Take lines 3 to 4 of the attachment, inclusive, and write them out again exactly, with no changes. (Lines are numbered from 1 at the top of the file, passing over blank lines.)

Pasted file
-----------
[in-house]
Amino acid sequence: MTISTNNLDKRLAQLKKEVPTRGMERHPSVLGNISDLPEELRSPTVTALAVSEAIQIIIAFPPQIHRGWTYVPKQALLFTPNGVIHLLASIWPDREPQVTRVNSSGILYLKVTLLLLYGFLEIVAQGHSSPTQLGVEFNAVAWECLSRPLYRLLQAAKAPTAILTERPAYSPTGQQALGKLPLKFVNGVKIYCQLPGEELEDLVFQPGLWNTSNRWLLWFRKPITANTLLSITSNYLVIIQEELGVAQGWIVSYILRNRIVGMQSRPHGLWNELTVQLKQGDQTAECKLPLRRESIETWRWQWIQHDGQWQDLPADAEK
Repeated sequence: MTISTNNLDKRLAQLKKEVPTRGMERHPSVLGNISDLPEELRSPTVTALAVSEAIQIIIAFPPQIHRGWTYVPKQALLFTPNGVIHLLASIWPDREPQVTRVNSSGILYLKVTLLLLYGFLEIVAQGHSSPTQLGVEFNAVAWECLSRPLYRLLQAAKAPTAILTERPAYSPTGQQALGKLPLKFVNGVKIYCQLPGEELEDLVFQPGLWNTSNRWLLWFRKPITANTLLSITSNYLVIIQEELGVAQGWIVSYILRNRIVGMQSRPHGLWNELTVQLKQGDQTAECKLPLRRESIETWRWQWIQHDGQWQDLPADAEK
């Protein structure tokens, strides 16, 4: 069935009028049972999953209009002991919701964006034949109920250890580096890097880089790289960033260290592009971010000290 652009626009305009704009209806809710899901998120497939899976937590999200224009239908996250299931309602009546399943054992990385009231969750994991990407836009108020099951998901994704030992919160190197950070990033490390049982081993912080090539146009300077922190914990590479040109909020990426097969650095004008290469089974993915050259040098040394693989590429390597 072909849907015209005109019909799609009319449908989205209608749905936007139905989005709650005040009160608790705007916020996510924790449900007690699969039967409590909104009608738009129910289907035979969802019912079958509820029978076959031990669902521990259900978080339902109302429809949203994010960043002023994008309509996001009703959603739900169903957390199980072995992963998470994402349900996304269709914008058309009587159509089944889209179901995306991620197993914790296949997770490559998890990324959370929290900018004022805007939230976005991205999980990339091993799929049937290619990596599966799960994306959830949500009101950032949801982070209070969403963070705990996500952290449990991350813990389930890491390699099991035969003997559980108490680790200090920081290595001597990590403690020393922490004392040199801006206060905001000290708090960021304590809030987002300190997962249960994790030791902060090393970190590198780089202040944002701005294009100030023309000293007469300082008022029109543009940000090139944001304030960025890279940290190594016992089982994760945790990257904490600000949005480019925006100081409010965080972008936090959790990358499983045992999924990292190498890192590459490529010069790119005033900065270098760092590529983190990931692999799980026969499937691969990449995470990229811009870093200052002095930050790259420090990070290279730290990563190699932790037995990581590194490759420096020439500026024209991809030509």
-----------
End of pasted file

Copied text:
Repeated sequence: MTISTNNLDKRLAQLKKEVPTRGMERHPSVLGNISDLPEELRSPTVTALAVSEAIQIIIAFPPQIHRGWTYVPKQALLFTPNGVIHLLASIWPDREPQVTRVNSSGILYLKVTLLLLYGFLEIVAQGHSSPTQLGVEFNAVAWECLSRPLYRLLQAAKAPTAILTERPAYSPTGQQALGKLPLKFVNGVKIYCQLPGEELEDLVFQPGLWNTSNRWLLWFRKPITANTLLSITSNYLVIIQEELGVAQGWIVSYILRNRIVGMQSRPHGLWNELTVQLKQGDQTAECKLPLRRESIETWRWQWIQHDGQWQDLPADAEK
């Protein structure tokens, strides 16, 4: 069935009028049972999953209009002991919701964006034949109920250890580096890097880089790289960033260290592009971010000290 652009626009305009704009209806809710899901998120497939899976937590999200224009239908996250299931309602009546399943054992990385009231969750994991990407836009108020099951998901994704030992919160190197950070990033490390049982081993912080090539146009300077922190914990590479040109909020990426097969650095004008290469089974993915050259040098040394693989590429390597 072909849907015209005109019909799609009319449908989205209608749905936007139905989005709650005040009160608790705007916020996510924790449900007690699969039967409590909104009608738009129910289907035979969802019912079958509820029978076959031990669902521990259900978080339902109302429809949203994010960043002023994008309509996001009703959603739900169903957390199980072995992963998470994402349900996304269709914008058309009587159509089944889209179901995306991620197993914790296949997770490559998890990324959370929290900018004022805007939230976005991205999980990339091993799929049937290619990596599966799960994306959830949500009101950032949801982070209070969403963070705990996500952290449990991350813990389930890491390699099991035969003997559980108490680790200090920081290595001597990590403690020393922490004392040199801006206060905001000290708090960021304590809030987002300190997962249960994790030791902060090393970190590198780089202040944002701005294009100030023309000293007469300082008022029109543009940000090139944001304030960025890279940290190594016992089982994760945790990257904490600000949005480019925006100081409010965080972008936090959790990358499983045992999924990292190498890192590459490529010069790119005033900065270098760092590529983190990931692999799980026969499937691969990449995470990229811009870093200052002095930050790259420090990070290279730290990563190699932790037995990581590194490759420096020439500026024209991809030509």